But I recognize that it is much easier in a leadership position or with a more research-heavy profile to have some control over your schedule. It’s much harder when you’re a trainee or junior faculty and you have clinical responsibilities most days. As leaders, we need to be very proactive about making sure that both women and men feel supported and encouraged to balance family and work.
How do you combat subtle, unconscious bias?
Dr. Durham: I try to open people’s eyes to simple things like the words used when describing residency applicants. There can be a tendency to assign attributes like nurturing and caring to women, while men are assigned adjectives like assertive and courageous. They’re all great attributes. But why can’t people be both? Does having what are considered masculine attributes make someone a better neurosurgeon? It doesn’t.
What advice would you give women starting out in the field?
Dr. Jeste: You have to find a way to prioritize what is most important and set boundaries ahead of time to protect those priorities—both personal and professional ones. It is as empowering to say no as it is to say yes. I also think it’s important to remember that our jobs as health care providers are inherently integrated into and integral to our lives.
Rather than trying to compartmentalize work, I suggest trying to find ways to include other parts of your life into work. For example, I talk to my kids about my job and what I love about it. They have grown up, hopefully, respecting the fact that while I may not be around all the time, I am away doing something that is meaningful and that is helping others. In the end, if we love what we do, we find a way to make it work. That’s the goal.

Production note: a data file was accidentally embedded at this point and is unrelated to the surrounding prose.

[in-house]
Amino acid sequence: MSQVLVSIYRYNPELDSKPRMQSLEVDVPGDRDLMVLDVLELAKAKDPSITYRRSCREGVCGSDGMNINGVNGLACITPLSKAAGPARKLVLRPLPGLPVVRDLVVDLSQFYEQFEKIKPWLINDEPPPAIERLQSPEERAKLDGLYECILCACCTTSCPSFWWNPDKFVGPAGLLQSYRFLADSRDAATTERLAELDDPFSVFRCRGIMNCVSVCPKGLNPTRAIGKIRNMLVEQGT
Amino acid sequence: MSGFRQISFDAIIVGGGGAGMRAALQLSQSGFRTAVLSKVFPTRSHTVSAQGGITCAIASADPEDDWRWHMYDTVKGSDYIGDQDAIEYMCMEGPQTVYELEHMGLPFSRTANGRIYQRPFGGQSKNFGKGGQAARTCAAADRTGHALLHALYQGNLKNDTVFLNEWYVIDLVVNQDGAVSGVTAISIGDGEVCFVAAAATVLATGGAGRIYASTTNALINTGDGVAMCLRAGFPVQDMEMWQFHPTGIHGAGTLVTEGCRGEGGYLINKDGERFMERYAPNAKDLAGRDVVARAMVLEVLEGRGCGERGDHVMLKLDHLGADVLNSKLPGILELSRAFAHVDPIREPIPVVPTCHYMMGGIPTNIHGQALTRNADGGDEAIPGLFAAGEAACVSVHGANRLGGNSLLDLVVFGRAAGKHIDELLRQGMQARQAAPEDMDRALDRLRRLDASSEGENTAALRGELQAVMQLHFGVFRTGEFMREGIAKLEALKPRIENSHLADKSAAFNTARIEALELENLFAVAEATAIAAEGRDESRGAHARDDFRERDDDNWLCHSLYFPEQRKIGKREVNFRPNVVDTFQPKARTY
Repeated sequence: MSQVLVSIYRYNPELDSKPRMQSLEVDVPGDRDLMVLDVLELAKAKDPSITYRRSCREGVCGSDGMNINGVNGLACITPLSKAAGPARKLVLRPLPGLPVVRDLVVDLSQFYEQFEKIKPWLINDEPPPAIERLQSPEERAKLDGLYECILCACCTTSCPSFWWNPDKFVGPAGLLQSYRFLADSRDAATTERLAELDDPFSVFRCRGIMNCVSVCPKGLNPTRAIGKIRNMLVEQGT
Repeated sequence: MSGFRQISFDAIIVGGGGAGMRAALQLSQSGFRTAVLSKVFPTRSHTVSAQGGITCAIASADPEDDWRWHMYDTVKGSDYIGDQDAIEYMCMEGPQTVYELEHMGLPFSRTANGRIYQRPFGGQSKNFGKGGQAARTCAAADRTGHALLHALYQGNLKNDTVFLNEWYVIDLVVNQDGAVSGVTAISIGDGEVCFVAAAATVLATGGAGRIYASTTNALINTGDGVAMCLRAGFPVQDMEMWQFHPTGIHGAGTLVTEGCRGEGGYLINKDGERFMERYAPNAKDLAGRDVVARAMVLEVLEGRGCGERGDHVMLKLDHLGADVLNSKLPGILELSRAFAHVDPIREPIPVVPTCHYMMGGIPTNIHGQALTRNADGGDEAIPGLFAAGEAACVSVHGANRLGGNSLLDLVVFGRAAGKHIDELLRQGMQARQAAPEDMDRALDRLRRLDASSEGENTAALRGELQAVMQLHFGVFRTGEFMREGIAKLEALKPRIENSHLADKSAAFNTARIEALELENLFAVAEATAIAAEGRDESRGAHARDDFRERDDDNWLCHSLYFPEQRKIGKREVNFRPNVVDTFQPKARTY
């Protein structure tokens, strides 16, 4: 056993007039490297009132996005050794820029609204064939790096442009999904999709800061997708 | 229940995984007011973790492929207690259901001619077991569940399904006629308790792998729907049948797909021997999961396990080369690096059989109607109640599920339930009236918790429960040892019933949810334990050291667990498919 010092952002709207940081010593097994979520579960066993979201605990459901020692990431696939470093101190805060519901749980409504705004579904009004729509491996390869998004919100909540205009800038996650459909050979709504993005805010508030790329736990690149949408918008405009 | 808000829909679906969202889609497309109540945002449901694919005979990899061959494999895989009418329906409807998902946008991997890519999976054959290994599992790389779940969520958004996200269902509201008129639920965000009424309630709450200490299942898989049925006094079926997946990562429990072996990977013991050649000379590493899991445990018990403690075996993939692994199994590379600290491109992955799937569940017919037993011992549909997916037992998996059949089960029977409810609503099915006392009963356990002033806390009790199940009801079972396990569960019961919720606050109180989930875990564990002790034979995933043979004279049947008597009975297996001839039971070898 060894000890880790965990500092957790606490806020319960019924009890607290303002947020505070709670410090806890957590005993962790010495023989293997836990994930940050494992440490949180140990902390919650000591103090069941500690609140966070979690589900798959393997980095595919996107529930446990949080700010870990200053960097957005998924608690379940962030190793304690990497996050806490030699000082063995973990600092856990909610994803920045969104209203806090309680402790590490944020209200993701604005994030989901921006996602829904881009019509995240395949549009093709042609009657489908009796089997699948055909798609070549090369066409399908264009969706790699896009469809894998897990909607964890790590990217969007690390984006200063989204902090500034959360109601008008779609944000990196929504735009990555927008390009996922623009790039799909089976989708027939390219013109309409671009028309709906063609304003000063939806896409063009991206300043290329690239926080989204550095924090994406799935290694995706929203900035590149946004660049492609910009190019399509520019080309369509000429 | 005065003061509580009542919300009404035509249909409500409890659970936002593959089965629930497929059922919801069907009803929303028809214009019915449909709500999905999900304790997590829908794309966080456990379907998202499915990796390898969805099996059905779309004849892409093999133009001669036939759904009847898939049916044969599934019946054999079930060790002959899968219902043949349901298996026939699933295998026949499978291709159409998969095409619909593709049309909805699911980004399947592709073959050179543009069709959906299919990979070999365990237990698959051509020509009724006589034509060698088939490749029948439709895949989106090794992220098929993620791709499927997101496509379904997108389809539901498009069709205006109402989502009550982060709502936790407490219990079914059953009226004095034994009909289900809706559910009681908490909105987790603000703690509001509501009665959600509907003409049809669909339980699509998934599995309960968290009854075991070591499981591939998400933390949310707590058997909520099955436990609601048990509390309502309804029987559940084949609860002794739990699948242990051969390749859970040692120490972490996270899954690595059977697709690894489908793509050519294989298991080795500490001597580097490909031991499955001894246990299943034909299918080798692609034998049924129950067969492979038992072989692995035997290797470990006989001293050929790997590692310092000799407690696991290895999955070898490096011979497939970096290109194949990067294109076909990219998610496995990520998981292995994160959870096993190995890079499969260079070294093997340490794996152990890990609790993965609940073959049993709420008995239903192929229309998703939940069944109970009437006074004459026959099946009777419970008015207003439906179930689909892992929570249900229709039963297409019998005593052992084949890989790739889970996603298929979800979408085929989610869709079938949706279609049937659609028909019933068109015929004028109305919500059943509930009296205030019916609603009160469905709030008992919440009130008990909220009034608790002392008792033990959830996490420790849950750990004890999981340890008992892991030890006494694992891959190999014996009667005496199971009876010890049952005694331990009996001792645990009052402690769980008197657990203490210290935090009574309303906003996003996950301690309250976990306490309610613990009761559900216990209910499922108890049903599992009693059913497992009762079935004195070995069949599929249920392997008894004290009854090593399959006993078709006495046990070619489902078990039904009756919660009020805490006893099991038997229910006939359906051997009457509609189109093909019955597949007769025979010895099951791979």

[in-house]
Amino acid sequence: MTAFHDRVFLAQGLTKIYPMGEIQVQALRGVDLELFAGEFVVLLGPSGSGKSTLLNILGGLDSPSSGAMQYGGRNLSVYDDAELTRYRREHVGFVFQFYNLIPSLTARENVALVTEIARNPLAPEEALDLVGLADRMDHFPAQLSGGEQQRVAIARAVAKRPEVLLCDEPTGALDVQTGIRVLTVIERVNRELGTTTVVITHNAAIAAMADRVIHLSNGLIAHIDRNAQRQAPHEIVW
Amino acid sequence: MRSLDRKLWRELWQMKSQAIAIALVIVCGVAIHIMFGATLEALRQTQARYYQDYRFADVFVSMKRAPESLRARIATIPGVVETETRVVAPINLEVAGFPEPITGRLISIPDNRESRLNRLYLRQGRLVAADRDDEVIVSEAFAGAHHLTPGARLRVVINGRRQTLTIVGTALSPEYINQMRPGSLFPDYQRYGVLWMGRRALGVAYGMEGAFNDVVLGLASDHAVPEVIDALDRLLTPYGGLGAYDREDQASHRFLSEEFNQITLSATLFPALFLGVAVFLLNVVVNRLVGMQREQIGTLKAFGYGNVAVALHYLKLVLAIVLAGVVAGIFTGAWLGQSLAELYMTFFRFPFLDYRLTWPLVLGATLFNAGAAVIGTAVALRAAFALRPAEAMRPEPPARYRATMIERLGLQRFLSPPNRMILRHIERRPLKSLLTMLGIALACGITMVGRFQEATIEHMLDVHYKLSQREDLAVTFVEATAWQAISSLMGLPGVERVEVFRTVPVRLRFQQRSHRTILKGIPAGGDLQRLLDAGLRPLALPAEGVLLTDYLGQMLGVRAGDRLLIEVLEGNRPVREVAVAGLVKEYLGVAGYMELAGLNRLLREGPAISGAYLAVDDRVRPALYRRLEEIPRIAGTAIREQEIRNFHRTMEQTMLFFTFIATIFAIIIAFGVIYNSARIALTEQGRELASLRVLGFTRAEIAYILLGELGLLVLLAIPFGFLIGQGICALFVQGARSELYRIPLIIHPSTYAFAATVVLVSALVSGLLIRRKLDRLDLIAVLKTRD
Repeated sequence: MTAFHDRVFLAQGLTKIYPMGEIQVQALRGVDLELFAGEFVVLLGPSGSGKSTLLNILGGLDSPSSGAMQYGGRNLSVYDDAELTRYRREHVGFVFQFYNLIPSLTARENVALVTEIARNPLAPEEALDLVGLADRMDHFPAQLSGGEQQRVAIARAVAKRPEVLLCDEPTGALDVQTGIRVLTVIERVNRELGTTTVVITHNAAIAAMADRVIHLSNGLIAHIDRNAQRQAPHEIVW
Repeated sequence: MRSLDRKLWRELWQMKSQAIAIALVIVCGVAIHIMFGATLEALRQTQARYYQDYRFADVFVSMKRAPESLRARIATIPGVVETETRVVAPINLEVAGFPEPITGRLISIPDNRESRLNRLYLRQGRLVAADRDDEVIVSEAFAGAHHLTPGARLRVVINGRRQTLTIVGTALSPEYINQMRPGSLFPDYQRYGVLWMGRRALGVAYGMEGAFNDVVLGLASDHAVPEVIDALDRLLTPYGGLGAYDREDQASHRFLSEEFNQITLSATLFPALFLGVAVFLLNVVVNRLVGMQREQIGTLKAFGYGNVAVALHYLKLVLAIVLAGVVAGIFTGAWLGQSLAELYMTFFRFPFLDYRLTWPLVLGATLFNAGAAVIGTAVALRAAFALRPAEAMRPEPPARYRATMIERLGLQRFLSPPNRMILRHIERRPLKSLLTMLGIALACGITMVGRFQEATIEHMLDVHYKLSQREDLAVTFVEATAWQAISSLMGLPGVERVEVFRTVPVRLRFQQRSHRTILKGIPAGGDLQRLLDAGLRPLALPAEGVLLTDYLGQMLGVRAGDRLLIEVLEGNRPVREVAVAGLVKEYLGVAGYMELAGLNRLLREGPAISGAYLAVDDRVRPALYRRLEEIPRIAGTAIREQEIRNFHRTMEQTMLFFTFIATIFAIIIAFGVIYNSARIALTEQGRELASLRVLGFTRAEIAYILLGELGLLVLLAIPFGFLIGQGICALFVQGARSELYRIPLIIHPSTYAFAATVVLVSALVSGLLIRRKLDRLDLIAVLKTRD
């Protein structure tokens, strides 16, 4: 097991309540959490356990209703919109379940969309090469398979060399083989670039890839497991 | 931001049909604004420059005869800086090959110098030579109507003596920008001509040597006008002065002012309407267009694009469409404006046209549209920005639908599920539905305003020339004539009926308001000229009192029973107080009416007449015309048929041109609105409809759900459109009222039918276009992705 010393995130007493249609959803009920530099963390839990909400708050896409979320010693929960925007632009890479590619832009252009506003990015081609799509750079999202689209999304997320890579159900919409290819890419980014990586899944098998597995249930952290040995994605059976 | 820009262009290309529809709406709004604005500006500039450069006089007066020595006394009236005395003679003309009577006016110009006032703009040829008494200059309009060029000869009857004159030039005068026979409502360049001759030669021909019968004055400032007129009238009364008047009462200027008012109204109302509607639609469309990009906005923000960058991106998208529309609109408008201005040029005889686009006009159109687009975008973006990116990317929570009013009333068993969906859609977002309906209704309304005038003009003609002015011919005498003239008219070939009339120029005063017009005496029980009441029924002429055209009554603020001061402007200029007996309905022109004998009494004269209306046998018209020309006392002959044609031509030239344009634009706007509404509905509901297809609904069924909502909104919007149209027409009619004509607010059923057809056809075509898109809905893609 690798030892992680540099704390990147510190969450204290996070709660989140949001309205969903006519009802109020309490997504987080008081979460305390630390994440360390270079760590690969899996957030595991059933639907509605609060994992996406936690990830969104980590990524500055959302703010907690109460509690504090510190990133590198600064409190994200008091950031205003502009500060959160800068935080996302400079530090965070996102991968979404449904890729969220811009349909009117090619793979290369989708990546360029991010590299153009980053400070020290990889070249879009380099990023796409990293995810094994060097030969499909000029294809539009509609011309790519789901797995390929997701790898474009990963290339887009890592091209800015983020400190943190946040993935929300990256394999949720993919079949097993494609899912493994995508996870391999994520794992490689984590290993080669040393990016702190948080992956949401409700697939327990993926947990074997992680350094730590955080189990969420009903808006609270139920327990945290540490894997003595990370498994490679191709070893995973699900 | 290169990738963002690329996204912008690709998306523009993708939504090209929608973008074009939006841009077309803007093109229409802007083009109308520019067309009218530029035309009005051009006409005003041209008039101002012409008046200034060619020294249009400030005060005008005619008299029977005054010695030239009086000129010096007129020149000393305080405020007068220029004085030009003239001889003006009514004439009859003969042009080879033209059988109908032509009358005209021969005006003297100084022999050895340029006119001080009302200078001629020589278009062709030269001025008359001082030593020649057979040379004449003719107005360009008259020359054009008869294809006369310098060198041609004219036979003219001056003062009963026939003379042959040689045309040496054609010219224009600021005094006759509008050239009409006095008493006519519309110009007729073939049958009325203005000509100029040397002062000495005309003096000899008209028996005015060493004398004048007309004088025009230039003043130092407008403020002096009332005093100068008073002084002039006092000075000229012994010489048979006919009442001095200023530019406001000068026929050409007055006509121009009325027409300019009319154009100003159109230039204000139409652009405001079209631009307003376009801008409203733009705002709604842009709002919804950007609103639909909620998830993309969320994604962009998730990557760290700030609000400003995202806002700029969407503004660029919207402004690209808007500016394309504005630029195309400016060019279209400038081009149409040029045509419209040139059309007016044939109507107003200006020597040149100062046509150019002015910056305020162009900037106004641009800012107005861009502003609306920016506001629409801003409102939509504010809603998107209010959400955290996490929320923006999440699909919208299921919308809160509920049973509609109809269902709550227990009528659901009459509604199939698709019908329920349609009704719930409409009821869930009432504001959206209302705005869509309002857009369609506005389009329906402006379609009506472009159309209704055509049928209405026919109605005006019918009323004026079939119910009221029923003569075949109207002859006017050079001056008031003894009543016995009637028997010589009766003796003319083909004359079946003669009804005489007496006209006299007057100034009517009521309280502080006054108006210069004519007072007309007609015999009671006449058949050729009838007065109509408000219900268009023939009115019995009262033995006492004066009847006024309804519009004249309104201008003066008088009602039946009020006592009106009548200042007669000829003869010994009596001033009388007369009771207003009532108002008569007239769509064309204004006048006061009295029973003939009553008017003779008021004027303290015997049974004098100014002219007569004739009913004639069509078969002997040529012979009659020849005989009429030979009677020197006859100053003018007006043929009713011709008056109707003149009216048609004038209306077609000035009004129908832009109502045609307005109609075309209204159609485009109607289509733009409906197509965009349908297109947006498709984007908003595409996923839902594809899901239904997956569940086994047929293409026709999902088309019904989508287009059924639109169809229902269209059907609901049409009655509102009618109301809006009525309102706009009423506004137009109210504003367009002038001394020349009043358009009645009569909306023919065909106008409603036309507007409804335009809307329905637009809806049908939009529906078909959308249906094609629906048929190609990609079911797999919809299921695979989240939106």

Dr. Durham: Sometimes you have to make compromises and detours along the way that you didn’t plan for. You don’t have to make associate professor or become a partner in a practice in five years. When my kids were really little, I went from full-time to part-time for a while. It’s important to be OK with that and not feel like a failure. You will get there—just maybe not along the path you thought you were going to take.
How does Children’s Hospital Los Angeles foster a diverse and inclusive environment?
Dr. Durham: There’s an incredible emphasis here on inclusion and diversity. Just putting the two of us as the face of leadership for the Neurological Institute is a great example. It’s an important statement.
Dr. Jeste: Children’s Hospital does an excellent job of bringing in and supporting women leaders and diverse leaders overall. I think that’s so important. Look at the children that we take care of. We have an extremely diverse patient population, not just in terms of race and ethnicity, but socioeconomic backgrounds as well. Diversity, inclusion and equity—they’re not just buzzwords. They’re who we are as a hospital.